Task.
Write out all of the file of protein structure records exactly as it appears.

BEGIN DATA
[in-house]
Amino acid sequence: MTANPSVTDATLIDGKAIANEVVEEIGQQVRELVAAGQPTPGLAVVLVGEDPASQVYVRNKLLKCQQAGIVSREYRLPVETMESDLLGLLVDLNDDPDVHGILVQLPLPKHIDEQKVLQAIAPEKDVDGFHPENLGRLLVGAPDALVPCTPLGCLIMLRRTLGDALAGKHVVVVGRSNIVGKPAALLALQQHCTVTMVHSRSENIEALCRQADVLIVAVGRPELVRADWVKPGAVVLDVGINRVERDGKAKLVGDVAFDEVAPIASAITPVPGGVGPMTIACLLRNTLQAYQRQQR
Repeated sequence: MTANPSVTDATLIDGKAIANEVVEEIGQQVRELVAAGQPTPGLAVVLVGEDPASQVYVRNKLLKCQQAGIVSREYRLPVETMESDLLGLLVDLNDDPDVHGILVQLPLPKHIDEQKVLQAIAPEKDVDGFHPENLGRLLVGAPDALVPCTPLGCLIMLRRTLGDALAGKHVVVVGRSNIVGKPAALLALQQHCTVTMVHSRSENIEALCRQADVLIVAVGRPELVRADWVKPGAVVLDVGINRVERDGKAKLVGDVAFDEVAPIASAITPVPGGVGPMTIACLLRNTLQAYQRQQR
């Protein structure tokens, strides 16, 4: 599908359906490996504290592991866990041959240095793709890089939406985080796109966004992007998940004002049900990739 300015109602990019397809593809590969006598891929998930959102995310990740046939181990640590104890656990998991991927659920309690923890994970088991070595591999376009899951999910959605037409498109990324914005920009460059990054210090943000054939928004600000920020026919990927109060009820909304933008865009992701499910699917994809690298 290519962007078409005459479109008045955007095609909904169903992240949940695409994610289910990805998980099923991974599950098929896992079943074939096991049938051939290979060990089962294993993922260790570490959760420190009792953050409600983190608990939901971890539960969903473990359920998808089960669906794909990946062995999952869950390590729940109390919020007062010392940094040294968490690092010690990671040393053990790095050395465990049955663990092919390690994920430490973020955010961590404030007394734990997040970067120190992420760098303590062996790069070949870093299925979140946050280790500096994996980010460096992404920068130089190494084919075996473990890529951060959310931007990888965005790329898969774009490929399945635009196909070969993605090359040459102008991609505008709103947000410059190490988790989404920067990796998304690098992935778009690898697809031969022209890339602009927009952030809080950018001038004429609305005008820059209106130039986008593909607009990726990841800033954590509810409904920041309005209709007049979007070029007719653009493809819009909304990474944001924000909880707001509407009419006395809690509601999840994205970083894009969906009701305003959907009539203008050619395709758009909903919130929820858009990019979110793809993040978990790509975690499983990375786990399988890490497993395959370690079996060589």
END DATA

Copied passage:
[in-house]
Amino acid sequence: MTANPSVTDATLIDGKAIANEVVEEIGQQVRELVAAGQPTPGLAVVLVGEDPASQVYVRNKLLKCQQAGIVSREYRLPVETMESDLLGLLVDLNDDPDVHGILVQLPLPKHIDEQKVLQAIAPEKDVDGFHPENLGRLLVGAPDALVPCTPLGCLIMLRRTLGDALAGKHVVVVGRSNIVGKPAALLALQQHCTVTMVHSRSENIEALCRQADVLIVAVGRPELVRADWVKPGAVVLDVGINRVERDGKAKLVGDVAFDEVAPIASAITPVPGGVGPMTIACLLRNTLQAYQRQQR
Repeated sequence: MTANPSVTDATLIDGKAIANEVVEEIGQQVRELVAAGQPTPGLAVVLVGEDPASQVYVRNKLLKCQQAGIVSREYRLPVETMESDLLGLLVDLNDDPDVHGILVQLPLPKHIDEQKVLQAIAPEKDVDGFHPENLGRLLVGAPDALVPCTPLGCLIMLRRTLGDALAGKHVVVVGRSNIVGKPAALLALQQHCTVTMVHSRSENIEALCRQADVLIVAVGRPELVRADWVKPGAVVLDVGINRVERDGKAKLVGDVAFDEVAPIASAITPVPGGVGPMTIACLLRNTLQAYQRQQR
């Protein structure tokens, strides 16, 4: 599908359906490996504290592991866990041959240095793709890089939406985080796109966004992007998940004002049900990739 300015109602990019397809593809590969006598891929998930959102995310990740046939181990640590104890656990998991991927659920309690923890994970088991070595591999376009899951999910959605037409498109990324914005920009460059990054210090943000054939928004600000920020026919990927109060009820909304933008865009992701499910699917994809690298 290519962007078409005459479109008045955007095609909904169903992240949940695409994610289910990805998980099923991974599950098929896992079943074939096991049938051939290979060990089962294993993922260790570490959760420190009792953050409600983190608990939901971890539960969903473990359920998808089960669906794909990946062995999952869950390590729940109390919020007062010392940094040294968490690092010690990671040393053990790095050395465990049955663990092919390690994920430490973020955010961590404030007394734990997040970067120190992420760098303590062996790069070949870093299925979140946050280790500096994996980010460096992404920068130089190494084919075996473990890529951060959310931007990888965005790329898969774009490929399945635009196909070969993605090359040459102008991609505008709103947000410059190490988790989404920067990796998304690098992935778009690898697809031969022209890339602009927009952030809080950018001038004429609305005008820059209106130039986008593909607009990726990841800033954590509810409904920041309005209709007049979007070029007719653009493809819009909304990474944001924000909880707001509407009419006395809690509601999840994205970083894009969906009701305003959907009539203008050619395709758009909903919130929820858009990019979110793809993040978990790509975690499983990375786990399988890490497993395959370690079996060589």